The Indonesian city of Palu was slammed by waves from a tsunami set off by an earthquake.
Indonesia has been hit by tsunami after a powerful 7.5 magnitude earthquake had rocked earlier. Many buildings had collapsed in the aftermath of the huge tremor.
Among the country's other big earthquakes, a 6.3-magnitude quake in 2006 rocked a densely populated region of Java near the city of Yogyakarta, killing around 6,000 people and injuring 38,000. More than 420,000 people were left homeless and some 157,000 houses were destroyed. A year earlier, in 2005, a quake measuring 8.7 magnitude struck off the coast of Sumatra, which is particularly prone to quakes, killing 900 people and injuring 6,000.
Here are the Highlights on Indonesia Earthquake:
Some people took to Twitter saying they could not contact loved ones. "My family in Palu is unreachable," Twitter user @noyvionella said.
National Disaster Mitigation Agency spokesman Sutopo Purwo Nugroho said communications had been cut both in the city of Palu and the nearby fishing town of Donggala, closest to the epicentre of the quake 80 km (50 miles) away.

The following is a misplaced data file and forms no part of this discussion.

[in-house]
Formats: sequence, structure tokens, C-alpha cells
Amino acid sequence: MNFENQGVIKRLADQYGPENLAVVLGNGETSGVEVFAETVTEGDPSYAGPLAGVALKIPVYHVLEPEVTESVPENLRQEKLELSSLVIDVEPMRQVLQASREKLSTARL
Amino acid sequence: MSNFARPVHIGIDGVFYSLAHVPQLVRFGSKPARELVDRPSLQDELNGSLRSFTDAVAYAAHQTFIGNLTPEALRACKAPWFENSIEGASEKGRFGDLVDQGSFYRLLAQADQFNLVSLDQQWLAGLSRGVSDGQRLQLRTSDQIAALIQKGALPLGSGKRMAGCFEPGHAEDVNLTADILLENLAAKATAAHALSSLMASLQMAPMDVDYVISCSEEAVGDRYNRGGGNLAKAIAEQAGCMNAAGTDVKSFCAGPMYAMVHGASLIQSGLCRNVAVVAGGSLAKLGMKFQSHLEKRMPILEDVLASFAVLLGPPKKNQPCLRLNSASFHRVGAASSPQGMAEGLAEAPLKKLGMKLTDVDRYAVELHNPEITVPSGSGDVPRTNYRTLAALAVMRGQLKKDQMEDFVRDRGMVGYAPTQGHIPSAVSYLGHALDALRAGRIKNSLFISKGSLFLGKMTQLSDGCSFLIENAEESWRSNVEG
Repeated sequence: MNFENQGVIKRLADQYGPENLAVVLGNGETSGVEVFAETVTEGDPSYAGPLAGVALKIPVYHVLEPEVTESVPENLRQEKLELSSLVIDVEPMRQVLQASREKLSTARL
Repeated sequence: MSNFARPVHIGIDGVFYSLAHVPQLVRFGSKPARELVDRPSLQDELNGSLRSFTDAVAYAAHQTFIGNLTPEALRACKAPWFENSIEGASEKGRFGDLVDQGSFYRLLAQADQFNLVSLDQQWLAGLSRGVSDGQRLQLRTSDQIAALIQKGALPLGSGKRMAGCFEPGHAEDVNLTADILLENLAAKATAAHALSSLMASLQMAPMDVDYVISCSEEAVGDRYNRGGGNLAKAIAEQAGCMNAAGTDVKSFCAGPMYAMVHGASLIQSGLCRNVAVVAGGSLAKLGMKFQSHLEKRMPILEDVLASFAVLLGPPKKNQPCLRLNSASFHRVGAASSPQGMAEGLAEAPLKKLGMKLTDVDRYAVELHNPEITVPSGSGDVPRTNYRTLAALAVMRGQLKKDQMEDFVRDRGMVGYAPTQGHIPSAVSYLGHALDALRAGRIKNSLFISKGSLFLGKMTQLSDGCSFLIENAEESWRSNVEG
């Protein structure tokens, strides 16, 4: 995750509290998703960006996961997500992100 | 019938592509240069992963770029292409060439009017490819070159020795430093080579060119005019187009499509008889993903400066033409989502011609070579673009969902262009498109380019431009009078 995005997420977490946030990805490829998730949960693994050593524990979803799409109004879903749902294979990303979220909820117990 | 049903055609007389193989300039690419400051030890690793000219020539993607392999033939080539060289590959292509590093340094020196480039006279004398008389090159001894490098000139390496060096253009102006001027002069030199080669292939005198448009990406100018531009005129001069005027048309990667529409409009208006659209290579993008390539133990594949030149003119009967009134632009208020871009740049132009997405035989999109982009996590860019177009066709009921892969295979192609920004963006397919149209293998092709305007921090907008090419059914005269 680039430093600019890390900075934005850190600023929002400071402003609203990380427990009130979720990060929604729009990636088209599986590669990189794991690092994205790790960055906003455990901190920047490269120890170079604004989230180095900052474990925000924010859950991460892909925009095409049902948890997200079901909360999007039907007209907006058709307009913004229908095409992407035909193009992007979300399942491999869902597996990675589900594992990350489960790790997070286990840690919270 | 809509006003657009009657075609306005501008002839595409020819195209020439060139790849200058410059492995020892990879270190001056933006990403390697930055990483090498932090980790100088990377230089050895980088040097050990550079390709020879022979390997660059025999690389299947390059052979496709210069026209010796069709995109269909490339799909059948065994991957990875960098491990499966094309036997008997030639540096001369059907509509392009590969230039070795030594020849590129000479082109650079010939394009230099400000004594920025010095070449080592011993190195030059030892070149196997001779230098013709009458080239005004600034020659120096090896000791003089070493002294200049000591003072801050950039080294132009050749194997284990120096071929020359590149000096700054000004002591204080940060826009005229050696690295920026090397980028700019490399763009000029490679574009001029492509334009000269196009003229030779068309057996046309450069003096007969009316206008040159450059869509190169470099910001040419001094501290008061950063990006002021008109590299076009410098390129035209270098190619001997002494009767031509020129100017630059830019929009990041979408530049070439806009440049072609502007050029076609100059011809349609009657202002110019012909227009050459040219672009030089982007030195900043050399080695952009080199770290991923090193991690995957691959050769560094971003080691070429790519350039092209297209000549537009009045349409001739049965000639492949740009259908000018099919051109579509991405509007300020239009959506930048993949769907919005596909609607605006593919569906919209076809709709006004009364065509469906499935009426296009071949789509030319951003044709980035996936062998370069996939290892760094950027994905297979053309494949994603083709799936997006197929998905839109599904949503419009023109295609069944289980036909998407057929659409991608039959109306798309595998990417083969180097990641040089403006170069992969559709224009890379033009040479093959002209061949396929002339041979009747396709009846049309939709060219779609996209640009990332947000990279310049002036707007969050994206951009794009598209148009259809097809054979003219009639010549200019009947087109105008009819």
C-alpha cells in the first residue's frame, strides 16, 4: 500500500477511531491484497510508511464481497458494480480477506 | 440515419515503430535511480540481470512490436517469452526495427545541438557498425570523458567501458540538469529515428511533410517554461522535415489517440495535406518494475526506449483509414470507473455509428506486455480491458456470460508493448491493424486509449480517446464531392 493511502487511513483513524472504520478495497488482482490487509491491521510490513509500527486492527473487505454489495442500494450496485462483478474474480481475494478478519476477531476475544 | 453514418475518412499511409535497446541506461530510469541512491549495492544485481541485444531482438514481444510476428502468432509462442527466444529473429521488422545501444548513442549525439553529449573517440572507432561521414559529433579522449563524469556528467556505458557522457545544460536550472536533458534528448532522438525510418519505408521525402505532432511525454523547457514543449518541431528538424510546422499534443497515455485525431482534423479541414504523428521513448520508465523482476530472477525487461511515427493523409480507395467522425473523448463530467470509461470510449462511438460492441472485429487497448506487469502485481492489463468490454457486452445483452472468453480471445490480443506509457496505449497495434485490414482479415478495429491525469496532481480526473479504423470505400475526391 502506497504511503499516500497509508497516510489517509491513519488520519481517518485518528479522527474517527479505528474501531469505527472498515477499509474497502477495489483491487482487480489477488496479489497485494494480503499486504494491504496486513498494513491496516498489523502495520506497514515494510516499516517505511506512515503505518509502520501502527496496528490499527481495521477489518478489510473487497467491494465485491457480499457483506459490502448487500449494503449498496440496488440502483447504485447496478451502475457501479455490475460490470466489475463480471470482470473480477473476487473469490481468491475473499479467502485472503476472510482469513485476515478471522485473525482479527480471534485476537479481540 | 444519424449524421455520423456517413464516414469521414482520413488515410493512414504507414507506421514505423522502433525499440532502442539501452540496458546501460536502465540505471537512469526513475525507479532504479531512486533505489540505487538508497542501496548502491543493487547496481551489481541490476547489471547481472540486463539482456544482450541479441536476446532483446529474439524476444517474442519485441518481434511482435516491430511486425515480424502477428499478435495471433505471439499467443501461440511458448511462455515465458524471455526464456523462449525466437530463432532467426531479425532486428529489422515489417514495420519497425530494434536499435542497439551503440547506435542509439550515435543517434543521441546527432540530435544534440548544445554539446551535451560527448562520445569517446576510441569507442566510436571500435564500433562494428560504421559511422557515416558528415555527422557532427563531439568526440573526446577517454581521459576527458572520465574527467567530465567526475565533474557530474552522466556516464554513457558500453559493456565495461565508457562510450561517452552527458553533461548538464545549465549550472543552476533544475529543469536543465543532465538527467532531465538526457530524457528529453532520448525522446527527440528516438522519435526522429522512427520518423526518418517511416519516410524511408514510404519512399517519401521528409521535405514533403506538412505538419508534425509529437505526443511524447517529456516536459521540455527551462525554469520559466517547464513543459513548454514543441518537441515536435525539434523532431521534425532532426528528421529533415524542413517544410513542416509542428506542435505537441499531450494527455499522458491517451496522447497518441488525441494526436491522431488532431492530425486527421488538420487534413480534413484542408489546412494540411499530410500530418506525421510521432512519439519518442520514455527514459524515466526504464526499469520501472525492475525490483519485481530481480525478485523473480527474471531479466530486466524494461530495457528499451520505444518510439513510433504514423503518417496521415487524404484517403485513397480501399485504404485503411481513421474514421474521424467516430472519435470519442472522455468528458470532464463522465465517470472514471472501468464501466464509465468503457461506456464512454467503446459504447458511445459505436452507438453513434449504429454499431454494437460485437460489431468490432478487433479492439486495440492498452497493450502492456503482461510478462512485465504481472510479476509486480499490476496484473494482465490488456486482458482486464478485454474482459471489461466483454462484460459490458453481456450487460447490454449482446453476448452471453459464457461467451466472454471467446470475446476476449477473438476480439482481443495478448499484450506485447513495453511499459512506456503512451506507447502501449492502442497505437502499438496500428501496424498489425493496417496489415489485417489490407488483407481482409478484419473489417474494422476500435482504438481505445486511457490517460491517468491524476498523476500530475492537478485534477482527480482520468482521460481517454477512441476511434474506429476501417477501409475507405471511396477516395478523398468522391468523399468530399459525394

According to AFP reports, Facebook Live video showed long traffic jams formed in some parts of the region as terrified residents packed into cars, trucks and motorbikes to flee to higher ground following the tsunami warning.
Indonesia is one of the most disaster-prone nations on earth. The Southeast Asian archipelago nation lies on the Pacific "Ring of Fire", where tectonic plates collide and many of the world's volcanic eruptions and earthquakes occur.
"A tsunami has happened in Palu," said Rahmat Triyono, head of the disaster agency's earthquake and tsunami division, referring to the city of 350,000 nearly 80 kilometres (50 miles) from the quake's epicentre.
Amateur footage shows huge wave crashing into an Indonesian city of Palu.